The award is presented by the Materials Research Institute and recognizes interdisciplinary materials research at Penn State that yields innovative and unexpected results. The award has expanded this year to include four categories: Junior Faculty, Non-Tenure Faculty and Research Staff, Post-Doctoral, and Graduate Student. The award exists thanks to a gift from Della and Rustum Roy, who are both late alumni of Penn State’s College of Earth and Mineral Sciences and long-serving faculty in the college.
This year’s winners were announced at the 2022 Materials Day event in October. They include in the Junior Faculty category, Aida Ebrahimi, Thomas and Sheila Roell Early Career Assistant Professor of Electrical Engineering and Biomedical Engineering, and Amir Sheikhi, assistant professor of chemical engineering and biomedical engineering (courtesy). In the Non-Tenure Faculty and Research Staff category, the winners include Nichole Wonderling, X-ray scattering manager, Materials Research Institute (MRI), and Fabien Grisé, associate research professor of astronomy and astrophysics. In the Post-Doctoral category, the winner is Lin Wang, postdoctoral scholar in mechanical engineering, and in the Graduate Student category, the winners include Akhil Dodda, engineering science and mechanics doctoral student, and Kunyan Zhang, doctoral candidate in electrical engineering.
Ebrahimi’s research revolves around advancing biosensors and bioanalytical platforms for health monitoring through a multidisciplinary approach which involves materials and device engineering, devising novel sensing modalities, and convergence with advanced data analytics.
“Applications and potential impact of these innovations are diverse and range from noninvasive and affordable medical diagnostics for early disease detection, drug screening, food safety, and environmental monitoring to life science research related to microbial cells or elucidating the role of therapeutic factors in reducing symptoms of neurological diseases such as Parkinson’s disease,” Ebrahimi said.
Sheikhi’s multifaceted research via his Bio-Soft Materials Laboratory (B-SMaL) focuses primarily on micro- and nanoengineering of natural or semi-natural materials to develop functional soft matter/biomaterials with tailored structure-property relationships for health care and environmental applications.
“Our overarching goal is to provide transformative platforms based on renewable resources that can set the stage for affordable, widespread technologies with immediate benefits for humans and ecosystems,” Sheikhi said. “Together, these platforms show the power of chemistry in harnessing nature’s building blocks to develop eminent, cost-effective technologies for improving the quality of modern life.”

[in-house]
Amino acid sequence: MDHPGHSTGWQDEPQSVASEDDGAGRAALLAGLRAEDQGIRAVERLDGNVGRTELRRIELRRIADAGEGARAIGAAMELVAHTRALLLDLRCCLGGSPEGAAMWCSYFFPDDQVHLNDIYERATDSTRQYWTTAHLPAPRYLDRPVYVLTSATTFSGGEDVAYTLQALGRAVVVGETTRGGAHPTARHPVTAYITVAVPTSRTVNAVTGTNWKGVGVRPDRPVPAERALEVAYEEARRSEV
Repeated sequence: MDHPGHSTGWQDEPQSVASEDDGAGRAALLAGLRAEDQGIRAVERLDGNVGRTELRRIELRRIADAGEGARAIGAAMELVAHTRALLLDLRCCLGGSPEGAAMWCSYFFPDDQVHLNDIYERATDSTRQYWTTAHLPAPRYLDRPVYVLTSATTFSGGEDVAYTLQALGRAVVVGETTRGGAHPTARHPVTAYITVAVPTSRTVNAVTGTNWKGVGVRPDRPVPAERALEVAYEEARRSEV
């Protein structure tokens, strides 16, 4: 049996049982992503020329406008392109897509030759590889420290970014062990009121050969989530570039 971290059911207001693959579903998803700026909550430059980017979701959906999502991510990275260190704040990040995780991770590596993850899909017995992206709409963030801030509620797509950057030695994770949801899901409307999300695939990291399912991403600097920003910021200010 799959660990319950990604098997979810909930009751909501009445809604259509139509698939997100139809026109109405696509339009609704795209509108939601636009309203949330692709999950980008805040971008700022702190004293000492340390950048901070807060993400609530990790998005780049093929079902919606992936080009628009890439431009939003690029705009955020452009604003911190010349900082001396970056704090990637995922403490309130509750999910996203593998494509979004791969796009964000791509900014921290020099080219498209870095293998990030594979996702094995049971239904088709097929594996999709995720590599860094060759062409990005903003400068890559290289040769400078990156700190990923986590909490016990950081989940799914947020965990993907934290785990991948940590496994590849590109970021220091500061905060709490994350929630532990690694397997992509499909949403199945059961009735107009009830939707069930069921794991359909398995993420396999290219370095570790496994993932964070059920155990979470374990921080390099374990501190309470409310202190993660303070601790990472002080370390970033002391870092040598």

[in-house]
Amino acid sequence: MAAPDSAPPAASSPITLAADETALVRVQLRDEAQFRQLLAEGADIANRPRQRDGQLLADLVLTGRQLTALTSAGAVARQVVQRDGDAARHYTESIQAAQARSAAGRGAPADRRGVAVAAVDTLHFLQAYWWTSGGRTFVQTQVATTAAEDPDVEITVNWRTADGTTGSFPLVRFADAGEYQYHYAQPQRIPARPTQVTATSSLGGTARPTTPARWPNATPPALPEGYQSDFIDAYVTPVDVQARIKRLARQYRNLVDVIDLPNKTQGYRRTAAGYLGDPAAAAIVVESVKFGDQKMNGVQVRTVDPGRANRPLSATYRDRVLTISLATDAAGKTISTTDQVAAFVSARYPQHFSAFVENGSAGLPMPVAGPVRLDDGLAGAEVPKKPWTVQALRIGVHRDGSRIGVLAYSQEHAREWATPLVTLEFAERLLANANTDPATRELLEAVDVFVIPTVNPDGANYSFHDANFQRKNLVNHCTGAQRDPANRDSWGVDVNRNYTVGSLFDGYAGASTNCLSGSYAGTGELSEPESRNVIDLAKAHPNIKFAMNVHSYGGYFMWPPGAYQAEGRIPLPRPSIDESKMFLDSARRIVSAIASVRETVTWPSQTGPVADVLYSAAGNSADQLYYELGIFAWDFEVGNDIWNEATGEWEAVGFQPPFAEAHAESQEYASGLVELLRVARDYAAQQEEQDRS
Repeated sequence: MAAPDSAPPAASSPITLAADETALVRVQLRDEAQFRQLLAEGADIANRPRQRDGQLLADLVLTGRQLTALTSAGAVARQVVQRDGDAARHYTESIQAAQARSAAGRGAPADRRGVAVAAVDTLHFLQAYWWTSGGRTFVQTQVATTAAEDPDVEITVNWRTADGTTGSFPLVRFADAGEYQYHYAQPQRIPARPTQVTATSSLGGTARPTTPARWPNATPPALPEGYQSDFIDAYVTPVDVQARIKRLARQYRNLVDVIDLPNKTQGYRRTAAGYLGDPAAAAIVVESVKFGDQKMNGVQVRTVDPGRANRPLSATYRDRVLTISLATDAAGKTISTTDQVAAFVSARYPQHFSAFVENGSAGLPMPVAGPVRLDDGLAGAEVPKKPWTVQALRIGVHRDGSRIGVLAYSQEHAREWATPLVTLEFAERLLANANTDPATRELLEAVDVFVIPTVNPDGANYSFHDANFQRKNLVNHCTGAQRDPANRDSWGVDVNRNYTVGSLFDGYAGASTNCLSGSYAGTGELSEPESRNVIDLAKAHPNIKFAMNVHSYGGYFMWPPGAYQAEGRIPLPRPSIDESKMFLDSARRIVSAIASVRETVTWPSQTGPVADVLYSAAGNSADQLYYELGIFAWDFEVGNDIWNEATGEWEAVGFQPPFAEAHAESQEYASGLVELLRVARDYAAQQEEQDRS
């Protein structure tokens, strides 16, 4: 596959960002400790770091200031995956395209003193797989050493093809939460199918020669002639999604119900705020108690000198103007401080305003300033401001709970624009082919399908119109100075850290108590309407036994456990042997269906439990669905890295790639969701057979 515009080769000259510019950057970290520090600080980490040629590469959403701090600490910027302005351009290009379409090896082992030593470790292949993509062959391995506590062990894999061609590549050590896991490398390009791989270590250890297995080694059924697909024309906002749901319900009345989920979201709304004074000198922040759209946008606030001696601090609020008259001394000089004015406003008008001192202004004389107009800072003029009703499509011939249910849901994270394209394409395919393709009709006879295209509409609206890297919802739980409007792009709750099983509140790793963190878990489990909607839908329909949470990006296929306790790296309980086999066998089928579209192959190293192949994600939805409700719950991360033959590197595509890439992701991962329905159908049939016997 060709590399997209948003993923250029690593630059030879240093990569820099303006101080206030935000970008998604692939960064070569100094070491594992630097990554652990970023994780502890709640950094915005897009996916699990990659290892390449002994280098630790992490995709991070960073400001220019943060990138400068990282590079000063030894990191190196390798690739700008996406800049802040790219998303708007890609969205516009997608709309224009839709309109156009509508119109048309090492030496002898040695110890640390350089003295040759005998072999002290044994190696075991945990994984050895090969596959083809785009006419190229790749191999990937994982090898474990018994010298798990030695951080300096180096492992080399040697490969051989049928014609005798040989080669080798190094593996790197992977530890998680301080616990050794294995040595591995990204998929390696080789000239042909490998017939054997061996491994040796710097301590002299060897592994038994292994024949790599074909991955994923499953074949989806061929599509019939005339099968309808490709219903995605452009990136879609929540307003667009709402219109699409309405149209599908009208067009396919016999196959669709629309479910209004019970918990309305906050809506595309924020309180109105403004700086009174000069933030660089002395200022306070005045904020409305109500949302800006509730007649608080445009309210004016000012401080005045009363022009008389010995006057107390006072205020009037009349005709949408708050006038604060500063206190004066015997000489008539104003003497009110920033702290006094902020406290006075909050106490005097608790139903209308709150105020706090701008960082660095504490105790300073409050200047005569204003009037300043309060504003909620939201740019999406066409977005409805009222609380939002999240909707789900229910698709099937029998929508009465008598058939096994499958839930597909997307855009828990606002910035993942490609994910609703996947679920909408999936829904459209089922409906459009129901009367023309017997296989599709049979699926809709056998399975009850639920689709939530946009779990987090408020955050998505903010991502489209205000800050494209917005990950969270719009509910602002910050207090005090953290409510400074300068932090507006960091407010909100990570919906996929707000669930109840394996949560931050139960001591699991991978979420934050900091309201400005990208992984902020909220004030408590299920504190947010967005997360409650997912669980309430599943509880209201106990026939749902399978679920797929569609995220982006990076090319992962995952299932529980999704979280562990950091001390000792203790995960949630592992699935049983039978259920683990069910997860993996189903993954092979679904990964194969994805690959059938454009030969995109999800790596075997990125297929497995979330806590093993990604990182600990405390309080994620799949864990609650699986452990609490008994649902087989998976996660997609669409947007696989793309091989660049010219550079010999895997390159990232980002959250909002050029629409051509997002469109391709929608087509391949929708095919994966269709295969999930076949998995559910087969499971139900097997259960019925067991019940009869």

In Wonderling’s current role as manager of the X-ray Scattering facility in MRI’s Materials Characterization Laboratory, she manages the operations of the lab’s X-ray diffraction, particle characterization, surface area and thermal analysis facilities.
“I believe that the primary impact of my work lies in the fact that I have trained hundreds of students to use X-ray diffraction as a tool in their research,” Wonderling said. “The students that I have supported now work at Intel, 3M, Apple, Dow, NASA, John Hopkins, Amazon and more as researchers, engineers, materials scientists and professors.”
Grisé’s research focuses on developing new technology for NASA’s future space telescopes, and most specifically on a certain type of optics called gratings that are used to split light into its primary constituents. This effect is similar to the rainbow pattern that can be seen when shining light on the surface of a CD or DVD. Gratings allow astronomers to study and understand the physics at play in stars, galaxies, black hole systems and more.
“Observing the universe is difficult: celestial objects are located at great distances and are very faint,” Grisé said. “Therefore, astronomy as a discipline has always required the development of new technologies to achieve its science goals. Many of those have found their way in our everyday life, such as GPS, medical imaging and sensors for image capture found in cameras.”
Focusing on bio-inspired materials, Wang translates the design principles of natural materials to synthetic materials using cutting-edge fabrication technologies.
“Nature can always provide inspiration for the design of advanced materials,” Wang said. “After evolving for billions of years, many plants and insects have developed intriguing properties that can be used to address grand challenges facing humans.”
Dodda’s doctoral research focused on implementing energy-efficient optoelectronic systems for sensing, storage, computing and developing novel security primitives using two-dimensional materials. This research would help to meet security/privacy needs in the rapidly evolving digital era, such as a smart and secure Internet of Things.
“With the emergence of the Internet of Things and its critical role in our day-to-day applications, securing information from unsavory hands has become a greater concern than ever before,” Dodda said.
Zhang’s research focuses on improving the sensitivity of biological sensors using nanomaterials for early detection of life-threatening medical conditions that enables best-case treatment options and increasing survival rates.
“The improved sensitivity of biological sensors can realize noninvasive detection by monitoring biomarkers in sweat or saliva other than in blood, and such biological sensors could also be widely applicable to a range of diseases or even subtypes of certain diseases,” Zhang said.